Social movements are large, often informal groupings of people who come together against power holders around a common cause, in response to situations of perceived inequality, oppression and/or unmet social, political, economic or cultural demands. At their core, social movements are not about “polite debate” or “invited spaces” of interaction between state and society. Social actors coordinate their actions in sustained sequences of opposition and contestation intended to transform existing power structures and dynamics. Social movements are often one of the few (peaceful) options that people, who lack regular access to institutions or who act in the name of new or unaccepted claims, possess to challenge established rules of the game – and this is what gives them their contentious character.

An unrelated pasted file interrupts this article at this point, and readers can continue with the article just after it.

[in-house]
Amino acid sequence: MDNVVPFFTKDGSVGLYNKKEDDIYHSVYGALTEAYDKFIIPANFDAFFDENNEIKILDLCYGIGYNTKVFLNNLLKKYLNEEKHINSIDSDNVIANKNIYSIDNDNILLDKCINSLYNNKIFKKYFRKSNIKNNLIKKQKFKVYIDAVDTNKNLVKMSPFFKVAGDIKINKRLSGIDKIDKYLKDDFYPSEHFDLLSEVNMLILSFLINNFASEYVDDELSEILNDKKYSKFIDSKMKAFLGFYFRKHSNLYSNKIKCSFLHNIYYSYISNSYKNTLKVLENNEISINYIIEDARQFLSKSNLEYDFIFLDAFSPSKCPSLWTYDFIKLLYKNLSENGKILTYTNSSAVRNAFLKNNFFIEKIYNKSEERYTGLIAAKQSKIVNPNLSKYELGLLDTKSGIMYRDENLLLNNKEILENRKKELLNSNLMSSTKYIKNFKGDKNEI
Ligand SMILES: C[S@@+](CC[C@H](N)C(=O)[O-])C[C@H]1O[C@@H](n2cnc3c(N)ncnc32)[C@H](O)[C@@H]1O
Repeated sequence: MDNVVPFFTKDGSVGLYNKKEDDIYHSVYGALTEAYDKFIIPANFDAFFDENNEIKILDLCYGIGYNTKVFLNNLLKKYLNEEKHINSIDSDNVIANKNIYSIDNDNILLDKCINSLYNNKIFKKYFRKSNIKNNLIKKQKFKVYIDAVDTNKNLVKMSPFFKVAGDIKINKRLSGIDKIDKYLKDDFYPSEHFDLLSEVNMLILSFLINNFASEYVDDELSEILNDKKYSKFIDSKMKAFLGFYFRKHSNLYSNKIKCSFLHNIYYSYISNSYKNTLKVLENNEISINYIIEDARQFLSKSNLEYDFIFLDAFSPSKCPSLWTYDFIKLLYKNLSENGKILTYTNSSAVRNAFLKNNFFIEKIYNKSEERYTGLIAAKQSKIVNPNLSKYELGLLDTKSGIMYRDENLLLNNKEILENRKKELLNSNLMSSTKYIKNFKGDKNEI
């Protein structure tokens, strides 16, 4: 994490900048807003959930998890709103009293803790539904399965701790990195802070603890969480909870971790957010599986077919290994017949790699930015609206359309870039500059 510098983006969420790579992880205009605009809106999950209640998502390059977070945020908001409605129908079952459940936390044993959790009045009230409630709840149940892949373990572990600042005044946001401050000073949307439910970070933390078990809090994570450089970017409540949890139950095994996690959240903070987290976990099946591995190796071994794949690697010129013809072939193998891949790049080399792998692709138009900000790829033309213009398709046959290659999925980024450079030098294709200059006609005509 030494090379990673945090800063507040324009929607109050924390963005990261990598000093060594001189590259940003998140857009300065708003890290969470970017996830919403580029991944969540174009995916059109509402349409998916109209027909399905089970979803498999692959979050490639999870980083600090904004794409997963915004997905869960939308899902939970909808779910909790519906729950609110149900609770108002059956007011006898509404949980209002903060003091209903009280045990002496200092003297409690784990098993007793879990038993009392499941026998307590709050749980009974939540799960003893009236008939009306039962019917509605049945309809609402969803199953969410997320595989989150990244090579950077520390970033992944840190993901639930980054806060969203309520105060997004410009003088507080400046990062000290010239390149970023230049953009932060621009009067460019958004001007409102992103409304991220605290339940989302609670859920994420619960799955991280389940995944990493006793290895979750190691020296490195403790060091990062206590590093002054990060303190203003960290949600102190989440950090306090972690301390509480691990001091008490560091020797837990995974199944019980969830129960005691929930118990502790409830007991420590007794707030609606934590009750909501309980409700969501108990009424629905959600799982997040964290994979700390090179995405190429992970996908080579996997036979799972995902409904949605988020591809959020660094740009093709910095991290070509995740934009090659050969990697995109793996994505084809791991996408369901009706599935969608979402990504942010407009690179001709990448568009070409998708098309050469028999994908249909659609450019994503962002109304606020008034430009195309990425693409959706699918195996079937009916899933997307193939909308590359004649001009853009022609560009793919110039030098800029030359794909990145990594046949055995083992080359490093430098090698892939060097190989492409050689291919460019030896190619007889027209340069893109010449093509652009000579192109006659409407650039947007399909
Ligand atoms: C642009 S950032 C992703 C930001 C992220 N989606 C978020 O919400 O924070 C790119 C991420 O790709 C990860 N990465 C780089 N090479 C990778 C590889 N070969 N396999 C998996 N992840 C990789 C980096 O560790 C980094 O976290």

Social movements are not new. Throughout history, individuals have come together peacefully to demand change from dominant elites. Examples include the movement to end the transatlantic slave trade dating back to the sixteenth century, movements to gain women’s suffrage emerging in the late nineteenth century, and the peace, environmental, feminist and LBGT rights movements of the twentieth century.
Rocha Menocal, A. (2016). Social movements. GSDRC Professional Development Reading Pack no. 50. Birmingham, UK: University of Birmingham.5pp
Published 1 September 2016